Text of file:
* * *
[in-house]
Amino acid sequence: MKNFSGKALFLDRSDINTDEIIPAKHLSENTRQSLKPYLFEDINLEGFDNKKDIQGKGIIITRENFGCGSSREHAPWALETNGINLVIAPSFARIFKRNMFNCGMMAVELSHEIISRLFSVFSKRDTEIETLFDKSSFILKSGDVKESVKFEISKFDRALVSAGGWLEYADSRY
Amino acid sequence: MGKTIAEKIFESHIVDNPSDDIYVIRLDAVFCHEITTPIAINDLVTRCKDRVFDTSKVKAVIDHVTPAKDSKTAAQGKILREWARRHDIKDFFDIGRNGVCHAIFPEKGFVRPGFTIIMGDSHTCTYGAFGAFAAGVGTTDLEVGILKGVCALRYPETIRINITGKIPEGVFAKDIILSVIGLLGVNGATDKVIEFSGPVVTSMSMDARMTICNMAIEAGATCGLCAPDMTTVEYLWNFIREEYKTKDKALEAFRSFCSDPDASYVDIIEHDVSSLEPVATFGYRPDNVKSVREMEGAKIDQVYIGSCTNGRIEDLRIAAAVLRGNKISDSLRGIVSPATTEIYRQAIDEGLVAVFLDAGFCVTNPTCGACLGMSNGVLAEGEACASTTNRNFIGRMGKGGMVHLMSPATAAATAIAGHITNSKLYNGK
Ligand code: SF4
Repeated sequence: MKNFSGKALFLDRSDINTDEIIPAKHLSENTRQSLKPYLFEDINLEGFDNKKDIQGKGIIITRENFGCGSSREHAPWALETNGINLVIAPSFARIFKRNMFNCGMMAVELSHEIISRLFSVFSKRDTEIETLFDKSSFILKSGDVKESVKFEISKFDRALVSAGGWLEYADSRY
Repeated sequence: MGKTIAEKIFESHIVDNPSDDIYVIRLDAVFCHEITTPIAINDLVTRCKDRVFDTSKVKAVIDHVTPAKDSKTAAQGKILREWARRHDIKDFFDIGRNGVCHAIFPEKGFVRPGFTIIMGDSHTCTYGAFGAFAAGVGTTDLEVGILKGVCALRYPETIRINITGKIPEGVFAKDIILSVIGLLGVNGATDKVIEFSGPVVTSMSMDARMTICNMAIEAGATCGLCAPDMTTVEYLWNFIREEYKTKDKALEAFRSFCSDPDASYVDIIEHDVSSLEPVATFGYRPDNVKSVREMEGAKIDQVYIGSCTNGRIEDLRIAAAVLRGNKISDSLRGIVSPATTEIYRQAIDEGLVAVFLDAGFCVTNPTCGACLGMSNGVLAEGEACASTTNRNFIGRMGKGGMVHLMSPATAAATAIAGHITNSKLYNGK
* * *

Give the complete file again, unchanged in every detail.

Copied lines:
[in-house]
Amino acid sequence: MKNFSGKALFLDRSDINTDEIIPAKHLSENTRQSLKPYLFEDINLEGFDNKKDIQGKGIIITRENFGCGSSREHAPWALETNGINLVIAPSFARIFKRNMFNCGMMAVELSHEIISRLFSVFSKRDTEIETLFDKSSFILKSGDVKESVKFEISKFDRALVSAGGWLEYADSRY
Amino acid sequence: MGKTIAEKIFESHIVDNPSDDIYVIRLDAVFCHEITTPIAINDLVTRCKDRVFDTSKVKAVIDHVTPAKDSKTAAQGKILREWARRHDIKDFFDIGRNGVCHAIFPEKGFVRPGFTIIMGDSHTCTYGAFGAFAAGVGTTDLEVGILKGVCALRYPETIRINITGKIPEGVFAKDIILSVIGLLGVNGATDKVIEFSGPVVTSMSMDARMTICNMAIEAGATCGLCAPDMTTVEYLWNFIREEYKTKDKALEAFRSFCSDPDASYVDIIEHDVSSLEPVATFGYRPDNVKSVREMEGAKIDQVYIGSCTNGRIEDLRIAAAVLRGNKISDSLRGIVSPATTEIYRQAIDEGLVAVFLDAGFCVTNPTCGACLGMSNGVLAEGEACASTTNRNFIGRMGKGGMVHLMSPATAAATAIAGHITNSKLYNGK
Ligand code: SF4
Repeated sequence: MKNFSGKALFLDRSDINTDEIIPAKHLSENTRQSLKPYLFEDINLEGFDNKKDIQGKGIIITRENFGCGSSREHAPWALETNGINLVIAPSFARIFKRNMFNCGMMAVELSHEIISRLFSVFSKRDTEIETLFDKSSFILKSGDVKESVKFEISKFDRALVSAGGWLEYADSRY
Repeated sequence: MGKTIAEKIFESHIVDNPSDDIYVIRLDAVFCHEITTPIAINDLVTRCKDRVFDTSKVKAVIDHVTPAKDSKTAAQGKILREWARRHDIKDFFDIGRNGVCHAIFPEKGFVRPGFTIIMGDSHTCTYGAFGAFAAGVGTTDLEVGILKGVCALRYPETIRINITGKIPEGVFAKDIILSVIGLLGVNGATDKVIEFSGPVVTSMSMDARMTICNMAIEAGATCGLCAPDMTTVEYLWNFIREEYKTKDKALEAFRSFCSDPDASYVDIIEHDVSSLEPVATFGYRPDNVKSVREMEGAKIDQVYIGSCTNGRIEDLRIAAAVLRGNKISDSLRGIVSPATTEIYRQAIDEGLVAVFLDAGFCVTNPTCGACLGMSNGVLAEGEACASTTNRNFIGRMGKGGMVHLMSPATAAATAIAGHITNSKLYNGK